Wednesday December 19th, 2007

As proof that no NBA team (short of the Minnesota Timberwolves) is far removed from playoff contention, we offer the Sacramento Kings. They climbed a few steps simply by lifting Beno Udrih from waivers last month.

It became one of those Rubik's Cube moves that brings the entire puzzle into focus. Not only did Udrih's arrival provide the Kings with a true point guard, but his ascension to the starting lineup also will make it easier for them to live without Mike Bibby should they decide to move his $13.5 million salary in a midseason trade (once Sacramento's longtime floor leader has proved he's healthy upon returning from October surgery on his left thumb). In the meantime, the whole team is running more efficiently under Udrih's guidance; through Tuesday, the Kings (10-14) had gone a respectable (9-9) with him in the lineup.

Of course, it helps that Ron Artest has returned after his season-opening seven-game suspension. The point is that Artest seems more likely to excel with a distributor like Udrih than with a shooter like Bibby. While rivals assume that Artest and Bibby have no future together, co-owner Joe Maloof insists he hasn't given up yet.

"I want to see how we do if we can get Mike back,'' Maloof said.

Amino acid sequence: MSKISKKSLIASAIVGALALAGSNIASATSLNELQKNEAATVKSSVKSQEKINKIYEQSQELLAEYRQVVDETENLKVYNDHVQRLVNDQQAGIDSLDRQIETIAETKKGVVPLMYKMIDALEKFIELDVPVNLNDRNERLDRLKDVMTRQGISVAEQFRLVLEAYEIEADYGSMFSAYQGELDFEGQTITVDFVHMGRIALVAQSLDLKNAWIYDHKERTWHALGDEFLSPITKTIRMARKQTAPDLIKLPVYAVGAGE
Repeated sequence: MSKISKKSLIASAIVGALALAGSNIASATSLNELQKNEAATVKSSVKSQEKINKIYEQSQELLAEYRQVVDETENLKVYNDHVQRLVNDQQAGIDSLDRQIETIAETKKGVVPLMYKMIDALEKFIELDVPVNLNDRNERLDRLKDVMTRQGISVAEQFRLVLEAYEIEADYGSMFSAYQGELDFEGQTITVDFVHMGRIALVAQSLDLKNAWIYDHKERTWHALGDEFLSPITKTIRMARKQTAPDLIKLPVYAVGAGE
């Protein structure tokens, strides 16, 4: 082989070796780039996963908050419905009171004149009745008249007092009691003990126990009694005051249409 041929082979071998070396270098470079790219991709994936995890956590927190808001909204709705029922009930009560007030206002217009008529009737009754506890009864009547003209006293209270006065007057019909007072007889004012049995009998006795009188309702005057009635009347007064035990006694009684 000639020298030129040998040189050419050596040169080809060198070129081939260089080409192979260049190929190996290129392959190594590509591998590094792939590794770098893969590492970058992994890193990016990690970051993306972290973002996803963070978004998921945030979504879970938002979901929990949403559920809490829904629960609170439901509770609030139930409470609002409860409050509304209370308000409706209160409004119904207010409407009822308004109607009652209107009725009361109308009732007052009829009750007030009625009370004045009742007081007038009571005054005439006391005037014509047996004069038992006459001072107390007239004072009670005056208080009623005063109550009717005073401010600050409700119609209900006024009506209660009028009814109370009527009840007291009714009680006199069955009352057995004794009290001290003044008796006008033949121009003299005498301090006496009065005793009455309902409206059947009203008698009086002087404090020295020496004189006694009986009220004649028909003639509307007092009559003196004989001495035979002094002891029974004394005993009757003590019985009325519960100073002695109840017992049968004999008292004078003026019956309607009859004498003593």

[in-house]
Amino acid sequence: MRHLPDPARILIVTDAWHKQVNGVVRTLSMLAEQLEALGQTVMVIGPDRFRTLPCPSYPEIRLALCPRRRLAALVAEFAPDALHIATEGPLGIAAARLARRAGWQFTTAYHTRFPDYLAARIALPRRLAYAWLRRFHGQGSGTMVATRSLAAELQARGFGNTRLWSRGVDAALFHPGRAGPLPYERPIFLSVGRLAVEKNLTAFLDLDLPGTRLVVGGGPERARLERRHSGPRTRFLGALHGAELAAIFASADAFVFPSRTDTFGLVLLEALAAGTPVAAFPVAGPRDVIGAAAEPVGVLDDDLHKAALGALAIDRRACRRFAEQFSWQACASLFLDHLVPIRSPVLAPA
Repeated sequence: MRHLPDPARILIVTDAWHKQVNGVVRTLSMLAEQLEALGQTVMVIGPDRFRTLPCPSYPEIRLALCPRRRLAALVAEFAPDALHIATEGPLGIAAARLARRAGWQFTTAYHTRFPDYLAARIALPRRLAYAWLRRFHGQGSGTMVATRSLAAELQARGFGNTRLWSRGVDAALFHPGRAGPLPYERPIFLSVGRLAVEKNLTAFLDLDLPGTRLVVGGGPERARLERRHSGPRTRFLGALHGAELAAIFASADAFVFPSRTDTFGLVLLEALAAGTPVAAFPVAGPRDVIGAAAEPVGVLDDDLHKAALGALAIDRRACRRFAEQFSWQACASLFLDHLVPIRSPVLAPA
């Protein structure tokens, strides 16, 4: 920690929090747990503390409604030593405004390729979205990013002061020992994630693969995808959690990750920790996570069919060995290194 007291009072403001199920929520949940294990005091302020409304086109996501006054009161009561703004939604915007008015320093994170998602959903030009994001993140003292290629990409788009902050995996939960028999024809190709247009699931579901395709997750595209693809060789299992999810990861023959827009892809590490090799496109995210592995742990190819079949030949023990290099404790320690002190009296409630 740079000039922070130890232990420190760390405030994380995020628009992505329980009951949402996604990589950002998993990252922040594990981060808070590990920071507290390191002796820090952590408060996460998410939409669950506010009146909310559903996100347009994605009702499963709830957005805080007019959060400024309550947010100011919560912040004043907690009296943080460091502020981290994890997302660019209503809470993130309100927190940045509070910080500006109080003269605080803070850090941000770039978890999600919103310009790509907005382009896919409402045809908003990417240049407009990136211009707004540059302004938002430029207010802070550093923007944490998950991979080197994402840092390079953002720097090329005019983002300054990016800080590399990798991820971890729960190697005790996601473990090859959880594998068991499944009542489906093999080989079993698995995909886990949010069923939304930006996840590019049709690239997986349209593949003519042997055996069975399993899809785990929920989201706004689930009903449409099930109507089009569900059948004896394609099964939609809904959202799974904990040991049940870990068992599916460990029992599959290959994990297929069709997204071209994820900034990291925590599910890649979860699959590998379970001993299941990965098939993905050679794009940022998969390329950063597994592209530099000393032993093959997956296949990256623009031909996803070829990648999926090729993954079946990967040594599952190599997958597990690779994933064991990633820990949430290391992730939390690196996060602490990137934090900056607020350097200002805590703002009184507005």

So the Kings haven't decided that Bibby must go?

"No, no, I haven't," Maloof said. "It's like [team president] Geoff [Petrie] says: We could still have Beno and Bibby out there together because Bibby is such a good shooter. With small ball, you need players who can shoot threes. The one thing I've learned is that you can have the quickest point guard, but to have a point guard who can shoot threes -- that's everything.''

Which is another gift from Udrih, who is converting a reasonable 36.7 percent from beyond the arc. Even more promising is that he shot 40.8 percent from the three-point line in 80 games as a rookie with San Antonio in 2004-05 when his confidence was high, and who's to say he can't replicate or outdo that rate as he grows comfortable in Sacramento? Overall, Udrih is posting career highs of 13.9 points and 4.7 assists in 35.0 minutes with Sacramento.

Over the previous two years, Udrih lost the trust of Spurs coach Gregg Popovich, who late in the preseason agreed to create a new opportunity for the 6-foot-3 point guard by trading him to Minnesota for a protected second-round pick.

"There are no bad feelings,'' Udrih said of his three years with the Spurs, who won two championships while he watched mainly from the bench. "The Spurs [were] in a tough situation because they [had] two young point guards with a lot of talent. Tony [Parker] was there for [three] years before me and he showed that he can play, so they have to play him. But they made it happen that I got traded, because they could still keep me and I would probably be sitting on the bench. So I was talking to coach Pop and he said, 'We'll find some solution together.' "